Acute sinusitis, also known as a sinus infection, is not a pleasant thing to have. If you’ve ever had one, then you know what we mean. If you have, then you’ll agree that the extreme symptoms, which range from a feeling of fullness in the sinus cavity region to fatigue and aches and pains, all add up to a very unpleasant illness.
Thankfully, there are some symptoms to watch for, and if you catch your acute sinusitis early enough, you’ll be able to treat it before it gets worse. Here’s what you need to know about sinus infections.
It All Starts With a Sore Throat
In most cases, a sinus infection starts with nasal congestion followed by pain or pressure in your face. There may also be colored nasal discharge.
Fatigue and a Fever Come Next
The very next symptoms of acute sinusitis involve your entire body. You’ll feel very tired and fatigued. You might be tempted to spend the day in bed recuperating. You might even have the aches and pains that tend to appear with illnesses like the flu, only you don’t have the flu – you have a sinus infection.
You might even have a minor fever, which can be treated with some over the counter medications, like Tylenol. All of these are signs that your body is fighting off an infection.
On top of the symptoms listed above, there are many more that need to be mentioned. Your sinuses will feel full, and you might even notice that your face looks slightly swollen in the area under your eyes, and next to your nose. This means that your sinuses are filled with mucus.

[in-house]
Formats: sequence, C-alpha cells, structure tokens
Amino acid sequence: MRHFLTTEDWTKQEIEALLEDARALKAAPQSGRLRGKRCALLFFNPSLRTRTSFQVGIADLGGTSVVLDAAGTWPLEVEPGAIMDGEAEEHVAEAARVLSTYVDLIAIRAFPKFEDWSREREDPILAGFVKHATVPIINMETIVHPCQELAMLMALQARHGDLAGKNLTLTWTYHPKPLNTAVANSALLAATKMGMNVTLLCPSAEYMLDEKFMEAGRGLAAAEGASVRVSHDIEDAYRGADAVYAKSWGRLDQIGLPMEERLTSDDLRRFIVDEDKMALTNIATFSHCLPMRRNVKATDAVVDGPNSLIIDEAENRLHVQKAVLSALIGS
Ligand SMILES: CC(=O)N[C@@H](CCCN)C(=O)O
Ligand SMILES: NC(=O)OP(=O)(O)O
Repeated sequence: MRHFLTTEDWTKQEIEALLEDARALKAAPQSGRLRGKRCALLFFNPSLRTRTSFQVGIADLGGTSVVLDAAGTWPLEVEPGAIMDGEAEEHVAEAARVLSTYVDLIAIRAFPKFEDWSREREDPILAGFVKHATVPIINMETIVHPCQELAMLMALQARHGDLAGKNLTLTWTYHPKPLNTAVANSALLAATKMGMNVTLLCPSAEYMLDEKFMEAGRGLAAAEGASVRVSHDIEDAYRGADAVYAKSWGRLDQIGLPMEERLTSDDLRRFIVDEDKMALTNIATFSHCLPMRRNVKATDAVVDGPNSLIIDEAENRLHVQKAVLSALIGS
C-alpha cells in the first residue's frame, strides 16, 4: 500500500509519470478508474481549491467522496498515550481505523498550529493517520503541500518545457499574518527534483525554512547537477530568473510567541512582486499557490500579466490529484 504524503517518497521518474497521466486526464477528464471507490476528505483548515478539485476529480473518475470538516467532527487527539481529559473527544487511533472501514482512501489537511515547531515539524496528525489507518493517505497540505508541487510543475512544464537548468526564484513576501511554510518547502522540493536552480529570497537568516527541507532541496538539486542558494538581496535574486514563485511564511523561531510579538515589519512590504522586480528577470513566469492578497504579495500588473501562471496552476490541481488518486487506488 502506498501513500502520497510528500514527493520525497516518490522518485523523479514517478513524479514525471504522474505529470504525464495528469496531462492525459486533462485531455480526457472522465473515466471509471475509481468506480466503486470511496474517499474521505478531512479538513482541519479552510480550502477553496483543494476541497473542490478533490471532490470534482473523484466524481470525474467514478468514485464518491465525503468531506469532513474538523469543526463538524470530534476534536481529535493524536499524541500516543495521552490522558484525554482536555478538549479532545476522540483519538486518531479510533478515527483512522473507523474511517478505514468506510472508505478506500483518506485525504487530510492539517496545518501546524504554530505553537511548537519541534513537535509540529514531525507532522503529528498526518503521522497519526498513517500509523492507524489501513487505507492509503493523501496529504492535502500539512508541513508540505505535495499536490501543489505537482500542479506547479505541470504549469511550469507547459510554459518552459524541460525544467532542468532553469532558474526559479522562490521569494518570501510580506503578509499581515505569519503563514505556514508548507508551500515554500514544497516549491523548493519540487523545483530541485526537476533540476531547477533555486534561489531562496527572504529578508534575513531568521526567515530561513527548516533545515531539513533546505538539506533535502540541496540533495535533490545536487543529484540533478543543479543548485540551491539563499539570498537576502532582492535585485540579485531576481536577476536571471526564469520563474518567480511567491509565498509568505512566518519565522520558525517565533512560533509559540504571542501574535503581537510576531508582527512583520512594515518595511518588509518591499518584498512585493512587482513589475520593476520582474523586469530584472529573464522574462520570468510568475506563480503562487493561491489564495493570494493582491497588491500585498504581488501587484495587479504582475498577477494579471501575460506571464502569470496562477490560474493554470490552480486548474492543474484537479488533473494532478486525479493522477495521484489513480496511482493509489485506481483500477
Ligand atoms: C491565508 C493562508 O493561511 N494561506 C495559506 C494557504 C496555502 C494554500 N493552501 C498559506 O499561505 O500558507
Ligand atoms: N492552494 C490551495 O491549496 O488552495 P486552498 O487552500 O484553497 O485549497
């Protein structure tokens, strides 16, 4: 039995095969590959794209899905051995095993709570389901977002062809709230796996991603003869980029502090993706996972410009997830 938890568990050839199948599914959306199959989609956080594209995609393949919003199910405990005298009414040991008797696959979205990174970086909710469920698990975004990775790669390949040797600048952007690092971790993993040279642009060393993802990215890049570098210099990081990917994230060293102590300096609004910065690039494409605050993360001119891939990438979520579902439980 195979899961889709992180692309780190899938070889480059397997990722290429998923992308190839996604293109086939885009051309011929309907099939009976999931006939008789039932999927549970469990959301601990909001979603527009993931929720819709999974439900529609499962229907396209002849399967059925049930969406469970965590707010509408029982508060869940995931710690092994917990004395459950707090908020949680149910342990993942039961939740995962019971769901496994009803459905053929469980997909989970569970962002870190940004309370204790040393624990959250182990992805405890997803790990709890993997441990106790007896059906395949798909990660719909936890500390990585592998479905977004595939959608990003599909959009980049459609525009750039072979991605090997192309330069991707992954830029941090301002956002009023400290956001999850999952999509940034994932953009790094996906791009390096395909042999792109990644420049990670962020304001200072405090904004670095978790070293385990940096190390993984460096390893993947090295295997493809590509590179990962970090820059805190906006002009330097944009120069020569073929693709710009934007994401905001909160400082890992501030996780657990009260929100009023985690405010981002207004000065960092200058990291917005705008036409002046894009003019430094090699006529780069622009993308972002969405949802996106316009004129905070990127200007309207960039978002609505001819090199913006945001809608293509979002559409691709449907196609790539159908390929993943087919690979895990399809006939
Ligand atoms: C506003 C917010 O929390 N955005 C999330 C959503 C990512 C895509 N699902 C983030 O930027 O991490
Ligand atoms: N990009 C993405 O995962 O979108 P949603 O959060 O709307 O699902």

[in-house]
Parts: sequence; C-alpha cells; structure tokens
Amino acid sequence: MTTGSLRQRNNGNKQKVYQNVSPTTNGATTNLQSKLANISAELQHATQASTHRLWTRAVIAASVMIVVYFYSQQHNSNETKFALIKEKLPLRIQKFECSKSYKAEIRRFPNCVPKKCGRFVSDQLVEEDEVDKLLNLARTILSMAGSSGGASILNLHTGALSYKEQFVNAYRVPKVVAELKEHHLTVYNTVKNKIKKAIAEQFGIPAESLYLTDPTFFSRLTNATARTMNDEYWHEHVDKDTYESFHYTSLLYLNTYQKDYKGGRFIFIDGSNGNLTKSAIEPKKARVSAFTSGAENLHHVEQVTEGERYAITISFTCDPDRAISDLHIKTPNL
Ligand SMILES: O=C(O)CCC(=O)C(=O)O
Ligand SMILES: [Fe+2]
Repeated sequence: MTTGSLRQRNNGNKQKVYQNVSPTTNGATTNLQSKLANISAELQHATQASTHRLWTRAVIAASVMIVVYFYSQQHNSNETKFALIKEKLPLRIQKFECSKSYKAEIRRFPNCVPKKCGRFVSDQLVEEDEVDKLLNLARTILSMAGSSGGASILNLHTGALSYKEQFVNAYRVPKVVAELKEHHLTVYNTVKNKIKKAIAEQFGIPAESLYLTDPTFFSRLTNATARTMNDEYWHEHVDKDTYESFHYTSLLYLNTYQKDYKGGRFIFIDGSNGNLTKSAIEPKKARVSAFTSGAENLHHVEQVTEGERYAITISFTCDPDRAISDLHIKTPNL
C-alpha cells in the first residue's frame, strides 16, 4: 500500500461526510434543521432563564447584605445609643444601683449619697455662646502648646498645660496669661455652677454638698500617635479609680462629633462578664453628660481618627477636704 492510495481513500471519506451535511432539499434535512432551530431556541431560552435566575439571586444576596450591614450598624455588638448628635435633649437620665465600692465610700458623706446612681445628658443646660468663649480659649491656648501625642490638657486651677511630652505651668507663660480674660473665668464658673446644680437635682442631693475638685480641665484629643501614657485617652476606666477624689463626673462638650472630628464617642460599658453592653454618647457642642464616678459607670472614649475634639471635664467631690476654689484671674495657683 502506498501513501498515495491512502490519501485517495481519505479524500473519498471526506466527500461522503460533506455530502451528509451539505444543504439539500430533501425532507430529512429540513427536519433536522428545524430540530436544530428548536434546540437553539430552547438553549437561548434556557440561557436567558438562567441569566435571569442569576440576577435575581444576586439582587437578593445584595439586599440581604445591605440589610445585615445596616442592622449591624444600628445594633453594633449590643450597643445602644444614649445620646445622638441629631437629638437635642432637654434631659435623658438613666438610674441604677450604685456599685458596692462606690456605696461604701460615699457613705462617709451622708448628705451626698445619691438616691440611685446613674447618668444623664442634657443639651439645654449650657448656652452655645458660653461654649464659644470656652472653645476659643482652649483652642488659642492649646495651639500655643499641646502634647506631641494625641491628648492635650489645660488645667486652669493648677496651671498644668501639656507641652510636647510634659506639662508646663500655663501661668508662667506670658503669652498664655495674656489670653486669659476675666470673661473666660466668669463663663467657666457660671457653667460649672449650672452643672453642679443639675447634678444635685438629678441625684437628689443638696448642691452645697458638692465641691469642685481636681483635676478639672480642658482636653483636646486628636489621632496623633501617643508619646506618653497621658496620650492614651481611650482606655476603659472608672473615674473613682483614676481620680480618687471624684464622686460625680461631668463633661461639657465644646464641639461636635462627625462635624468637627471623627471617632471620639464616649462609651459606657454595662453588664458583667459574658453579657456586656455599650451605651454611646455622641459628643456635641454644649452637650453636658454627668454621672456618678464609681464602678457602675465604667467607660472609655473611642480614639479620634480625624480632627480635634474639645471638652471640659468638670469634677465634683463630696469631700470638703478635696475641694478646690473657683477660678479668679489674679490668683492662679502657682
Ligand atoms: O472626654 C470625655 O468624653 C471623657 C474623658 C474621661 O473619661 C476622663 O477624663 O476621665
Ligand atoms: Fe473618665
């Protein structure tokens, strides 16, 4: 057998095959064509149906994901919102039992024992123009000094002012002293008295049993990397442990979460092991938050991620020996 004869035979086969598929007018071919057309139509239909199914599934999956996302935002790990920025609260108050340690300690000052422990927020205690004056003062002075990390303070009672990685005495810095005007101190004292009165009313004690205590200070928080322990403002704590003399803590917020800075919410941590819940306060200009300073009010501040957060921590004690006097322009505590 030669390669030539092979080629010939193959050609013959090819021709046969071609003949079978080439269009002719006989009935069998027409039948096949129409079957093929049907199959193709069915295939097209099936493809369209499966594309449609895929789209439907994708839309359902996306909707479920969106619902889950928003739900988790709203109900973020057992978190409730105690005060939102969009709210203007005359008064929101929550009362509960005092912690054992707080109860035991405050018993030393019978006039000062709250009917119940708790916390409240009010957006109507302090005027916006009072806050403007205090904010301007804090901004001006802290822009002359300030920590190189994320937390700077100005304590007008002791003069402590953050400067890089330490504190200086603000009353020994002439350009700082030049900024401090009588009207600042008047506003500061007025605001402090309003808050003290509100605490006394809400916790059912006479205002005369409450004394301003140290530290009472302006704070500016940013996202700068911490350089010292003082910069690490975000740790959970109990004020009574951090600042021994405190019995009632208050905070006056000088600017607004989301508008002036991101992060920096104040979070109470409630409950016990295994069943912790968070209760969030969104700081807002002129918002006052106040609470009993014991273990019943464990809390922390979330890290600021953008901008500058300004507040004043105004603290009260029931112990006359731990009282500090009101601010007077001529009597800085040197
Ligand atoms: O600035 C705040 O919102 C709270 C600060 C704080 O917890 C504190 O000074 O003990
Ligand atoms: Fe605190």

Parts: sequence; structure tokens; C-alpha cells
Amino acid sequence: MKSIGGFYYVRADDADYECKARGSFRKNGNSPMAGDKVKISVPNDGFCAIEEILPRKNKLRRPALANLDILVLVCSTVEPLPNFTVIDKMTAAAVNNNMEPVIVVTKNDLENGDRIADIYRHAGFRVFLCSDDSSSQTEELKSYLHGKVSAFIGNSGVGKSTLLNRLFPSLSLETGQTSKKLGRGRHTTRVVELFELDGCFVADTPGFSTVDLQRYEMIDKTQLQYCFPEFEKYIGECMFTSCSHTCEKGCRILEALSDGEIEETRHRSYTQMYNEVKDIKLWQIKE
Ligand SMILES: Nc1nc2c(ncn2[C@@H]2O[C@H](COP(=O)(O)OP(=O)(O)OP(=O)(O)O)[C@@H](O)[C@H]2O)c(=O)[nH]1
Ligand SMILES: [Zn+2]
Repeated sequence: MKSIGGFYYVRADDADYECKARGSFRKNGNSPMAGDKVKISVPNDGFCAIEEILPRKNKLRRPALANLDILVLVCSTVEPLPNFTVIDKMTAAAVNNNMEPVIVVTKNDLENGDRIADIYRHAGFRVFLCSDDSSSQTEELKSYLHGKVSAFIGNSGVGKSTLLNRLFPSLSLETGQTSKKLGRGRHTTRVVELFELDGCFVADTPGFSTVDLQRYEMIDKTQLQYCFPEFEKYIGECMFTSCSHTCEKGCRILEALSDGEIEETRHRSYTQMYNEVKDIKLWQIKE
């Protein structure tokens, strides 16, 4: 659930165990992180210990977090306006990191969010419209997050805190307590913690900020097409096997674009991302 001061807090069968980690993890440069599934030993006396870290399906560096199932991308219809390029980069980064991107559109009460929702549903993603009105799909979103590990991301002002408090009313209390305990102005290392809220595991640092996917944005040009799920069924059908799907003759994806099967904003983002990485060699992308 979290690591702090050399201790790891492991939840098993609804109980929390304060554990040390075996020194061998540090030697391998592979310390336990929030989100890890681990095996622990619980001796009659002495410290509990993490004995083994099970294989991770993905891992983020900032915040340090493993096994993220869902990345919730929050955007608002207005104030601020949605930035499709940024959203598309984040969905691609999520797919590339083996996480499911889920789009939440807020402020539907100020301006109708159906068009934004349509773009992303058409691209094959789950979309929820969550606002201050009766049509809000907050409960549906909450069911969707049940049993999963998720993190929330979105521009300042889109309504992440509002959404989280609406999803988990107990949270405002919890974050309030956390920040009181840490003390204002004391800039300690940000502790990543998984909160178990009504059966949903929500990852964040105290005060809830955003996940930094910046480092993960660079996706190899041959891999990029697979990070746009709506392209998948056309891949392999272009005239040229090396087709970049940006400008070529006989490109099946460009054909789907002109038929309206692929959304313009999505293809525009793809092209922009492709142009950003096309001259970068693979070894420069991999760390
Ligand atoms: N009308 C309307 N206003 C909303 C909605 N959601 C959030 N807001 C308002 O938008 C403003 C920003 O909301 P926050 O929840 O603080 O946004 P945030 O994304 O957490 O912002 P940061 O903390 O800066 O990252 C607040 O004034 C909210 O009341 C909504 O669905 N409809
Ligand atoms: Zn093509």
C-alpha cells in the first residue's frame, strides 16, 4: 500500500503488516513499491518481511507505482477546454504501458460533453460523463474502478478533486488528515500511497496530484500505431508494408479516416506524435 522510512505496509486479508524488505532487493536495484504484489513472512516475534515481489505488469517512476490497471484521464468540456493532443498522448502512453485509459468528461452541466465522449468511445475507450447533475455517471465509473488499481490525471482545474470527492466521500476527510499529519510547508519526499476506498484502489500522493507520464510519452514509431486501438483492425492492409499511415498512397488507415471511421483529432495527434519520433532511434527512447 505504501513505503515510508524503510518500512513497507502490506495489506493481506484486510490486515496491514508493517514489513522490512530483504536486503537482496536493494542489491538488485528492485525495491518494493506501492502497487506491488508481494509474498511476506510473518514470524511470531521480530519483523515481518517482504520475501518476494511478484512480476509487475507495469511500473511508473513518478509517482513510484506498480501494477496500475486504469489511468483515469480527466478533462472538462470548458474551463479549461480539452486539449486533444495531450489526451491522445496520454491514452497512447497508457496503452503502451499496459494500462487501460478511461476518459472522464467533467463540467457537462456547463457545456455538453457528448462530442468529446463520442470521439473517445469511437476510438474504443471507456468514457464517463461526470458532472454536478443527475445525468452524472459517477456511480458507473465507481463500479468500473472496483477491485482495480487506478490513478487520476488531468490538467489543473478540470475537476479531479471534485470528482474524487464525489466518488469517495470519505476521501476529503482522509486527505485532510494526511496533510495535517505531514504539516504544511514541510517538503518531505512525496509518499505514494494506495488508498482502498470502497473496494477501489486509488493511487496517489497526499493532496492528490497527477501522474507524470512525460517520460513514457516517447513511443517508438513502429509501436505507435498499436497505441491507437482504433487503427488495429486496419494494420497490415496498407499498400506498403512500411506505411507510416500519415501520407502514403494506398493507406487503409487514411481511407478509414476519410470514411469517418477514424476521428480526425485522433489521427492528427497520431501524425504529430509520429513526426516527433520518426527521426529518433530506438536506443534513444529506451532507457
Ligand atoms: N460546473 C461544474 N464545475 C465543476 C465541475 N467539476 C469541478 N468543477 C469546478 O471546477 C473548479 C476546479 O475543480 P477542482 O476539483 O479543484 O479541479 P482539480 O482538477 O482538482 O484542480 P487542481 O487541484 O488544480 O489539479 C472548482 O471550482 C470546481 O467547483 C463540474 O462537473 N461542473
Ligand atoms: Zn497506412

You might also feel as though your ears are clogged. Your eyes might itch, and you’ll definitely feel as though you got hit by a bus or a train. You might even be a bit dizzy. Really, acute sinusitis can take a lot out of you.
How Are Sinus Infections Diagnosed?
There are many ways that an ENT expert can diagnose and treat a sinus infection. It all starts with a history (your story of your illness) and a physical exam. The doctor will ask you a number of questions and take note of your symptoms. They then conduct a physical exam, which involves looking into your ears, nose, and throat, and listening to your cough.
You’ll more than likely be very congested and have a slight fever. It’s easy to think that a sinus infection and a cold are one and the same, but they aren’t, as the sinus infection is much worse. Once you’ve been diagnosed with a sinus infection, the treatments can begin.
Medications Are Prescribed
Antibiotics, steroids, Afrin spray, and sinus rinses are all possible treatments. The best combination will be individualized for you.
Douglas K. Holmes, MD, FACS ENT & Audiology Associates PLLC
3820 Ed Drive Raleigh, NC 27612
phone 919 782 9003 fax 919 782 9303
practice website: www.drdougholmes.com